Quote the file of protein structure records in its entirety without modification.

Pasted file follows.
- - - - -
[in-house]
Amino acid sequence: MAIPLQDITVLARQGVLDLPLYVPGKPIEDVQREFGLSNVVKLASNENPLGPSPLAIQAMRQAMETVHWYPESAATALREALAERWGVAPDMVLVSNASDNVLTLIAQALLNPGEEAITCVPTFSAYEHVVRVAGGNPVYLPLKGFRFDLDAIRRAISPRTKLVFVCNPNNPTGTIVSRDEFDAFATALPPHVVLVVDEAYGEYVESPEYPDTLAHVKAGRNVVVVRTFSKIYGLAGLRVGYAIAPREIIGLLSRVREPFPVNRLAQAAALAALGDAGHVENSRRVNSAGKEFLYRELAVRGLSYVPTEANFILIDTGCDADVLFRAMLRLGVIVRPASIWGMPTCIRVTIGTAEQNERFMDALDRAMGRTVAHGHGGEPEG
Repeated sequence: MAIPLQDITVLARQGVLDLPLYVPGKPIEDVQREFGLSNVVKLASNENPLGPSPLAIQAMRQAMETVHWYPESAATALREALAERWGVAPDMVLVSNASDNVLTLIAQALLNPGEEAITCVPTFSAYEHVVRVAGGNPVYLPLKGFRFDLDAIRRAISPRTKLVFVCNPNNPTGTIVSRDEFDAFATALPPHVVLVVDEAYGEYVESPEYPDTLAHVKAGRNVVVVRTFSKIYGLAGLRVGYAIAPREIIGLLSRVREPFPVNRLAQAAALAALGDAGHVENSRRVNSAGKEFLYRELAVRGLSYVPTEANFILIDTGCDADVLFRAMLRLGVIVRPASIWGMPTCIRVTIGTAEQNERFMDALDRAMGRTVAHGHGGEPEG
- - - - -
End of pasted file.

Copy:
[in-house]
Amino acid sequence: MAIPLQDITVLARQGVLDLPLYVPGKPIEDVQREFGLSNVVKLASNENPLGPSPLAIQAMRQAMETVHWYPESAATALREALAERWGVAPDMVLVSNASDNVLTLIAQALLNPGEEAITCVPTFSAYEHVVRVAGGNPVYLPLKGFRFDLDAIRRAISPRTKLVFVCNPNNPTGTIVSRDEFDAFATALPPHVVLVVDEAYGEYVESPEYPDTLAHVKAGRNVVVVRTFSKIYGLAGLRVGYAIAPREIIGLLSRVREPFPVNRLAQAAALAALGDAGHVENSRRVNSAGKEFLYRELAVRGLSYVPTEANFILIDTGCDADVLFRAMLRLGVIVRPASIWGMPTCIRVTIGTAEQNERFMDALDRAMGRTVAHGHGGEPEG
Repeated sequence: MAIPLQDITVLARQGVLDLPLYVPGKPIEDVQREFGLSNVVKLASNENPLGPSPLAIQAMRQAMETVHWYPESAATALREALAERWGVAPDMVLVSNASDNVLTLIAQALLNPGEEAITCVPTFSAYEHVVRVAGGNPVYLPLKGFRFDLDAIRRAISPRTKLVFVCNPNNPTGTIVSRDEFDAFATALPPHVVLVVDEAYGEYVESPEYPDTLAHVKAGRNVVVVRTFSKIYGLAGLRVGYAIAPREIIGLLSRVREPFPVNRLAQAAALAALGDAGHVENSRRVNSAGKEFLYRELAVRGLSYVPTEANFILIDTGCDADVLFRAMLRLGVIVRPASIWGMPTCIRVTIGTAEQNERFMDALDRAMGRTVAHGHGGEPEG